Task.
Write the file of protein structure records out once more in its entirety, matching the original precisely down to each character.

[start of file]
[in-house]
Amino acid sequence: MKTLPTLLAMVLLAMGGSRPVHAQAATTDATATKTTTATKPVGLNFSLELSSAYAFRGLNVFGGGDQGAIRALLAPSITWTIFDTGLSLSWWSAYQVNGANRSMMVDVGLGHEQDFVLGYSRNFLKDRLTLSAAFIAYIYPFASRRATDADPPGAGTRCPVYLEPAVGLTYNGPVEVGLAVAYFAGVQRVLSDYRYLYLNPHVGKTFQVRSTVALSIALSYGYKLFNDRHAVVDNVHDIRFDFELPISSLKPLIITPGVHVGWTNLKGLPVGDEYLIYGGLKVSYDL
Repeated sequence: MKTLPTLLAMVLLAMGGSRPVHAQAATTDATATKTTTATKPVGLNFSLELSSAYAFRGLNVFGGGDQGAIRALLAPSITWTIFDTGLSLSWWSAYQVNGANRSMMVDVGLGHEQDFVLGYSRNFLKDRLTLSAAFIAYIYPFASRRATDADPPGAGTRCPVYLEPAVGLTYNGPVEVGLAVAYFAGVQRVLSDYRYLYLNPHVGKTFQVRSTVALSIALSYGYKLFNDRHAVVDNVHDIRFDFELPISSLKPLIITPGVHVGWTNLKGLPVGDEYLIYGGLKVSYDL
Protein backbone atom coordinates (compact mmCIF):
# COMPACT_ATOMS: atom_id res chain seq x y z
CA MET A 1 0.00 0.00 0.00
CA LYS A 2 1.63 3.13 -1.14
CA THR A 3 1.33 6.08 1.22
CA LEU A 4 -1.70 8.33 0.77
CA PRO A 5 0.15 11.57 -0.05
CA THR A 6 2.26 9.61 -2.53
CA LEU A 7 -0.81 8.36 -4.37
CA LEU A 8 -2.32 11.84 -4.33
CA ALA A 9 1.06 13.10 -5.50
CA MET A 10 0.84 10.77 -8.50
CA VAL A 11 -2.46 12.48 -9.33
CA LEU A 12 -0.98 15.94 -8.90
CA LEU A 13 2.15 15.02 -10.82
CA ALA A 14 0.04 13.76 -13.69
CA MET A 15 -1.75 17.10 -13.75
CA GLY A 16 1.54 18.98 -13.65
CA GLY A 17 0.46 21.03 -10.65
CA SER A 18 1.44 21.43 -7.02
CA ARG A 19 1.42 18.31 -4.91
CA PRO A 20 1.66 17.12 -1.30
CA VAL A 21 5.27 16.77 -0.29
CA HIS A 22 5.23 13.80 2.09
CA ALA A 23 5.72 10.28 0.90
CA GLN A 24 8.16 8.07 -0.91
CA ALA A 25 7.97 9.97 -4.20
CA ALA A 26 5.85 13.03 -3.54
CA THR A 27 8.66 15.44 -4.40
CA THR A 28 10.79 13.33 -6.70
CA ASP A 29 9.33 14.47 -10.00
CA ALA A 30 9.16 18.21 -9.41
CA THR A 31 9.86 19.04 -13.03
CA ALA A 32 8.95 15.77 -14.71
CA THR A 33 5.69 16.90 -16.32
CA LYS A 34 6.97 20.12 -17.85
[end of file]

[in-house]
Amino acid sequence: MKTLPTLLAMVLLAMGGSRPVHAQAATTDATATKTTTATKPVGLNFSLELSSAYAFRGLNVFGGGDQGAIRALLAPSITWTIFDTGLSLSWWSAYQVNGANRSMMVDVGLGHEQDFVLGYSRNFLKDRLTLSAAFIAYIYPFASRRATDADPPGAGTRCPVYLEPAVGLTYNGPVEVGLAVAYFAGVQRVLSDYRYLYLNPHVGKTFQVRSTVALSIALSYGYKLFNDRHAVVDNVHDIRFDFELPISSLKPLIITPGVHVGWTNLKGLPVGDEYLIYGGLKVSYDL
Repeated sequence: MKTLPTLLAMVLLAMGGSRPVHAQAATTDATATKTTTATKPVGLNFSLELSSAYAFRGLNVFGGGDQGAIRALLAPSITWTIFDTGLSLSWWSAYQVNGANRSMMVDVGLGHEQDFVLGYSRNFLKDRLTLSAAFIAYIYPFASRRATDADPPGAGTRCPVYLEPAVGLTYNGPVEVGLAVAYFAGVQRVLSDYRYLYLNPHVGKTFQVRSTVALSIALSYGYKLFNDRHAVVDNVHDIRFDFELPISSLKPLIITPGVHVGWTNLKGLPVGDEYLIYGGLKVSYDL
Protein backbone atom coordinates (compact mmCIF):
# COMPACT_ATOMS: atom_id res chain seq x y z
CA MET A 1 0.00 0.00 0.00
CA LYS A 2 1.63 3.13 -1.14
CA THR A 3 1.33 6.08 1.22
CA LEU A 4 -1.70 8.33 0.77
CA PRO A 5 0.15 11.57 -0.05
CA THR A 6 2.26 9.61 -2.53
CA LEU A 7 -0.81 8.36 -4.37
CA LEU A 8 -2.32 11.84 -4.33
CA ALA A 9 1.06 13.10 -5.50
CA MET A 10 0.84 10.77 -8.50
CA VAL A 11 -2.46 12.48 -9.33
CA LEU A 12 -0.98 15.94 -8.90
CA LEU A 13 2.15 15.02 -10.82
CA ALA A 14 0.04 13.76 -13.69
CA MET A 15 -1.75 17.10 -13.75
CA GLY A 16 1.54 18.98 -13.65
CA GLY A 17 0.46 21.03 -10.65
CA SER A 18 1.44 21.43 -7.02
CA ARG A 19 1.42 18.31 -4.91
CA PRO A 20 1.66 17.12 -1.30
CA VAL A 21 5.27 16.77 -0.29
CA HIS A 22 5.23 13.80 2.09
CA ALA A 23 5.72 10.28 0.90
CA GLN A 24 8.16 8.07 -0.91
CA ALA A 25 7.97 9.97 -4.20
CA ALA A 26 5.85 13.03 -3.54
CA THR A 27 8.66 15.44 -4.40
CA THR A 28 10.79 13.33 -6.70
CA ASP A 29 9.33 14.47 -10.00
CA ALA A 30 9.16 18.21 -9.41
CA THR A 31 9.86 19.04 -13.03
CA ALA A 32 8.95 15.77 -14.71
CA THR A 33 5.69 16.90 -16.32
CA LYS A 34 6.97 20.12 -17.85